What’s a Yahoo PPC Webinar Worth to You?

When you’re managing 30+ Yahoo Sponsored Search accounts, you tend to get a lot of administrative and marketing mail from them. Though I do my best to keep apprised of the latest changes in their service, there’s just too much information to care about all of the time. For example, they’ve been running a webinar series for making the most out of your campaigns, which, as PPC Hero cares to point out in good detail, can be a mixed bag of advice.

So why did my eyebrow raise to see that Yahoo will now offer me $20 as a thank-you gift for attending the webinar and then filling out the survey? A gift which I can get up to three times?

The reason I’m not attending these webinars is not because I need $20, but because my perception of time/value is just not there… and $20 sure isn’t changing anything. I even think their webinars are GREAT… for the right market.

For example, look at the titles of these:

How to Create Successful Campaigns
How to Create Successful Keywords and Ads
How to Improve your Ad Quality

All nice topics, covering some pretty hearty stuff like geo-targeting, automatic keyword insertion, landing page quality, and other factors that effect the success of a campaign. The problem is, I already know all this, which means that as many pieces as Yahoo sends my way, I’m still not going to be interested.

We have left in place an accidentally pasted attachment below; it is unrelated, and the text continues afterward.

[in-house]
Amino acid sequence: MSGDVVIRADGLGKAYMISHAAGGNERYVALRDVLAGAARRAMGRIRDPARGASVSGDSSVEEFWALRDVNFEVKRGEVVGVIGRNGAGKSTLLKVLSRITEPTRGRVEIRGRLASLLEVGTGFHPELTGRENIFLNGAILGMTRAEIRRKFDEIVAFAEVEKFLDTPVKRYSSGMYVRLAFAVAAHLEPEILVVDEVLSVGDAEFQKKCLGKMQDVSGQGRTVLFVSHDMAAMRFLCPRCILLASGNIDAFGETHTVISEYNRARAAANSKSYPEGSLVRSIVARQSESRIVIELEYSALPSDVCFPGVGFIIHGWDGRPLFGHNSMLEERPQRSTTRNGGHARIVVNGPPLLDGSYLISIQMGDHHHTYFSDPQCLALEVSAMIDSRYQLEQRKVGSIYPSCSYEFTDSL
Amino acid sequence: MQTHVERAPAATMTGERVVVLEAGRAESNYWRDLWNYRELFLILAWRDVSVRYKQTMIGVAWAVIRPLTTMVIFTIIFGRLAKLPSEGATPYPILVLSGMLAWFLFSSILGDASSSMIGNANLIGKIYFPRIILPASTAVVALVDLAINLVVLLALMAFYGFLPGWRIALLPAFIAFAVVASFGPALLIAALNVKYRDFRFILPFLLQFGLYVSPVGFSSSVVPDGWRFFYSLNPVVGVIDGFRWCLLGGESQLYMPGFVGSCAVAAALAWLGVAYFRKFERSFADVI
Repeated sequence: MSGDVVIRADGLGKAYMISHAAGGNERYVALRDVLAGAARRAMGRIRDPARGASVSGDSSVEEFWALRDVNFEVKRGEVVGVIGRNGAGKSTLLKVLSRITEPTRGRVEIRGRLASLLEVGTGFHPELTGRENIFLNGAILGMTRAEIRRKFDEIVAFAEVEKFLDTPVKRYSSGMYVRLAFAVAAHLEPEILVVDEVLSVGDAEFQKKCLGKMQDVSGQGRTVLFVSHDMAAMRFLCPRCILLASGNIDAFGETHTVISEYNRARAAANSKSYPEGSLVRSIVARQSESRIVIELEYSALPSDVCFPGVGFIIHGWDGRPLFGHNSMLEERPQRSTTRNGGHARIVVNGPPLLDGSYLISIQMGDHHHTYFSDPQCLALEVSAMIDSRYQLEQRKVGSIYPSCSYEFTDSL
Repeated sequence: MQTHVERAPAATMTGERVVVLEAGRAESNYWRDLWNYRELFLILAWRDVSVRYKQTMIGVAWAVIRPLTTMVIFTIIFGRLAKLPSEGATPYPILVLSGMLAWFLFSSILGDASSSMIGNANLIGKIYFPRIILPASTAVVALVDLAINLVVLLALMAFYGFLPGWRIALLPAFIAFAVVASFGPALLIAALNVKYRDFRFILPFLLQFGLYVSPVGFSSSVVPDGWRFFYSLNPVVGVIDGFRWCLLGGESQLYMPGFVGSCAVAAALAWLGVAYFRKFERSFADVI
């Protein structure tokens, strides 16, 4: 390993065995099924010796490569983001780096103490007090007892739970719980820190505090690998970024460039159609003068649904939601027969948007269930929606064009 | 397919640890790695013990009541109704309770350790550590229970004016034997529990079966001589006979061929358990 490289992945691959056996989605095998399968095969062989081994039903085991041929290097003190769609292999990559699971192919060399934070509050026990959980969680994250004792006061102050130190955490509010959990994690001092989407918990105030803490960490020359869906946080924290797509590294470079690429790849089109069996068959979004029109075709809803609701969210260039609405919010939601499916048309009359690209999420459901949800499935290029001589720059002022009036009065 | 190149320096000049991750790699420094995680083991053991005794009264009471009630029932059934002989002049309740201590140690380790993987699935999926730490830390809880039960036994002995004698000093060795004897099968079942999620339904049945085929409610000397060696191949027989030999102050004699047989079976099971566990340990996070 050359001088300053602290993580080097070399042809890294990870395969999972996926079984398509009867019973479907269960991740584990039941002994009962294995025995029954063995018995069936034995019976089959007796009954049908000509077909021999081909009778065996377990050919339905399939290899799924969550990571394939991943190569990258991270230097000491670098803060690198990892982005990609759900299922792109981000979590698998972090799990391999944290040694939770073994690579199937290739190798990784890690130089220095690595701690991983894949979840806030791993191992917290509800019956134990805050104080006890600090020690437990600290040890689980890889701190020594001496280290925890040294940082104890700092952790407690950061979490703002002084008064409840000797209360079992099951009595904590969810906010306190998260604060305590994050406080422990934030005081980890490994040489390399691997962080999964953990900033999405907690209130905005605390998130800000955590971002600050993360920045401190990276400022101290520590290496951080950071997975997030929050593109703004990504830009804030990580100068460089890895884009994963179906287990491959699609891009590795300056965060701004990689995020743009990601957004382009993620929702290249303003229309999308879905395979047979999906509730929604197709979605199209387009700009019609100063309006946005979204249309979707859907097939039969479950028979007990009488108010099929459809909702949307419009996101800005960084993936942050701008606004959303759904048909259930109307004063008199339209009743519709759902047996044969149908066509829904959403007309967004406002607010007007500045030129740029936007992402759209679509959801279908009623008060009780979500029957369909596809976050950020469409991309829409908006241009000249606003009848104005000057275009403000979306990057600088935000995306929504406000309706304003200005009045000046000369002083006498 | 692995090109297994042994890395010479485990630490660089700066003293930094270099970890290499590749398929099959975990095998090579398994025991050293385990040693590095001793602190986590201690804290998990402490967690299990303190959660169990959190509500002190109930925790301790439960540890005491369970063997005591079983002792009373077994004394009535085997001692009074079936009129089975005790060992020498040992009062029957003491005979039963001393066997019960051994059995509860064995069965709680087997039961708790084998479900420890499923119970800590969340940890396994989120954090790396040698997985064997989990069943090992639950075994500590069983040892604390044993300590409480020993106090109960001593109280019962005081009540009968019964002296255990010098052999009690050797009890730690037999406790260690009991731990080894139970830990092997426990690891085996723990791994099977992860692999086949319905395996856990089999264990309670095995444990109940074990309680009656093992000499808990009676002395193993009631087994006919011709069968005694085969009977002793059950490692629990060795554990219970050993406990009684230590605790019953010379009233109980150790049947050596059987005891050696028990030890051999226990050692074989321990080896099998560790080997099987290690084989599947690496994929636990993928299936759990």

Missing the Boat

My frustration with Yahoo’s service, especially compared with Google’s, is their failure to provide powerful tools for account managers like myself. The topic of these webinars and the frequency of their appearing in my inbox is just more evidence of that.

Where’s my offline editor for managing multiple ad campaigns across several accounts?
Where’s my master account so I can easily review the status of multiple clients?
When can I pull reports for multiple accounts automatically, based on specified parameters?

While I appreciate Yahoo’s effort to keep customers apprised of how to make their campaign work for them, my feeling is that they’re doing so as the expense of professionals who need more than what you’ll get out of an hour-long slideshow.